• There is a need to scale more low-cost, high-volume service delivery models. While much progress has been made in increasing access to care for underserved populations in the region, it is now time to scale what works. One such example is  One Family Health (OFH). Under a public-private partnership agreement, OFH is working with the Ministry of Health of Rwanda to expand access to primary care through a franchised network of nurse-run clinics. They have achieved remarkable progress. To date, OFH has opened more than 90 heath posts and served more than 600,000 patients across 11 districts. Lessons learned from such initiatives should be applied to other models and initiatives across the region. Some ideas coming through at the EAHF event included the need for disruptive innovations to make healthcare systems better serve Africa’s masses and the need to address risks associated with investment in innovative care delivery models. Participants shared the varied ways in which the private sector is innovating across the health value chain to increase availability of affordable healthcare across the region.
  • Information and communication technologies are becoming increasingly core to the functionality of health systems in the region. Intentional investments in the ICT sector by regional governments, including Rwanda, make the region a hot bed for good ideas. Understanding how best to implement these good ideas given the behavior change requirements (both of the end user and the implementing organization) will be key for these innovations to achieve widespread scale and impact. We believe more knowledge sharing and dialogue around implementation challenges can help grow the best ideas.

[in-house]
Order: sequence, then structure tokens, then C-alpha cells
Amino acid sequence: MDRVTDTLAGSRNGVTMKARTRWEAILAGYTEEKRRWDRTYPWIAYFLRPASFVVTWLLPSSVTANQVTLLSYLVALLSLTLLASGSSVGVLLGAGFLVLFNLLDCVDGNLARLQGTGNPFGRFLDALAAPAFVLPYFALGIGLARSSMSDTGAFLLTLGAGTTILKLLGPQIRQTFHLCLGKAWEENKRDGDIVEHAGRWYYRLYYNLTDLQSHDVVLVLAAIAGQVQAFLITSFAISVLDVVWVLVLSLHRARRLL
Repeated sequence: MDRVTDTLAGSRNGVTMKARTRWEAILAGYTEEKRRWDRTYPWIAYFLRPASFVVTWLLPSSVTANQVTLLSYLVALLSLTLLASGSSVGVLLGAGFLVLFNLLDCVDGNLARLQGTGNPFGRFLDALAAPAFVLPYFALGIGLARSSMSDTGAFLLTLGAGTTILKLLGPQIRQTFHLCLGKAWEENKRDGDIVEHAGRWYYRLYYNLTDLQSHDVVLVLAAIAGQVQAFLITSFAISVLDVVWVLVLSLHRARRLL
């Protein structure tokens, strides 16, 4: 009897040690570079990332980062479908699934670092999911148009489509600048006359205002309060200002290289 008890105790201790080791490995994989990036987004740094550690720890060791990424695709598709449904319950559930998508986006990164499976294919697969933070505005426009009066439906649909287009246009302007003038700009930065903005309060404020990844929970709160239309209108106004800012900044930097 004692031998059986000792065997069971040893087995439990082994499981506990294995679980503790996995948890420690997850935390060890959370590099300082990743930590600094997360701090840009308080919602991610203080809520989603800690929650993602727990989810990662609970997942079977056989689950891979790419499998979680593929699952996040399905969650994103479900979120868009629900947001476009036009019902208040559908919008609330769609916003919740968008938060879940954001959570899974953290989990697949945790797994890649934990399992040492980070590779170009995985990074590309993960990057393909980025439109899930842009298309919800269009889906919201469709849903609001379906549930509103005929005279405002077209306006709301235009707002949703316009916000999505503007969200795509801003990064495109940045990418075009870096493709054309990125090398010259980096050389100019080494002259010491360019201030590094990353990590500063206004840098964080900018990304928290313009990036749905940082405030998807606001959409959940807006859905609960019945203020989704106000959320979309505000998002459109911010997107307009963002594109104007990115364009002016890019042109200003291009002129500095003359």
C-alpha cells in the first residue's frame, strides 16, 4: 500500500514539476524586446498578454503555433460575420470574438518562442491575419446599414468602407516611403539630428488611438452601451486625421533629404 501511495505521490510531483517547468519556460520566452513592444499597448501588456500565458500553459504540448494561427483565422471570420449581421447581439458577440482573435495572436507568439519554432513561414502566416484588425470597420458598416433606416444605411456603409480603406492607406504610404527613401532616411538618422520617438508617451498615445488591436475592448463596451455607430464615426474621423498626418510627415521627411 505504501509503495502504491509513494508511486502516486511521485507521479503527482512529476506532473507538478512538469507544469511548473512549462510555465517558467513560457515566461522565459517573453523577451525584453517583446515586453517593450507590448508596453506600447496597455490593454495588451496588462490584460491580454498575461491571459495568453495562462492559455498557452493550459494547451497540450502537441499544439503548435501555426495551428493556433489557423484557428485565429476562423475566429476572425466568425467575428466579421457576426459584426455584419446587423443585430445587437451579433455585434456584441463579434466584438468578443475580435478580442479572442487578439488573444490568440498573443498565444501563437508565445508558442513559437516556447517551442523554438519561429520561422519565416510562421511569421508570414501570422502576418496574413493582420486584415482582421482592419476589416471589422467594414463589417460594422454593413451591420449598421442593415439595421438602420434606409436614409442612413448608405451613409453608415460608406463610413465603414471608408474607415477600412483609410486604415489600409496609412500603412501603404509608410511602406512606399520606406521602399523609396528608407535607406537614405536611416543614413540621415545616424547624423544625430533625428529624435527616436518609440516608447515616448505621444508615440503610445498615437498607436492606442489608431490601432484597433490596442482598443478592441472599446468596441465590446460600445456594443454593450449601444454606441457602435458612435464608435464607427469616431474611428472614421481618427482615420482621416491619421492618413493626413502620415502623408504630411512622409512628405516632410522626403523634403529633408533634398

• Don’t underestimate the power of an enabling policy and investor environment. Rwanda has led the region in putting necessary political structures in place that help organize and standardize the health sector and its major players. This has also resulted in a friendly investor environment in the country, as investors know how to engage with the public and private sector for maximum impact. More such structures are needed for the region to garner the type of long-term, strategic investments that will create lasting change. A Ministers’ panel at the EAHF conference highlighted how different countries in the region are collaborating with the private sector to improve free movement of goods, capital, and people.

Finally, health financing plays a critical role in increasing access to health services for the vast majority of the population.  Rwanda again is leading the region in demand-side financing with the highest insurance coverage rate in the region, due in large part to their social insurance scheme Mutuelle de Santé. Across the region similar models could be implemented and access further increased by establishing and engaging adequate supply side health providers to respond to increased demand. Examples of health protection products designed to reach the working poor are in the works by many in the region including our innovator, MicroEnsure.

To learn more about how to engage with the Innovations in Healthcare East Africa team and how you can learn more about emerging trends in healthcare innovation in the region, please contact Patricia Odero (patricia.odero@duke.edu) or Sylvia Sable (sylvia.sable@duke.edu).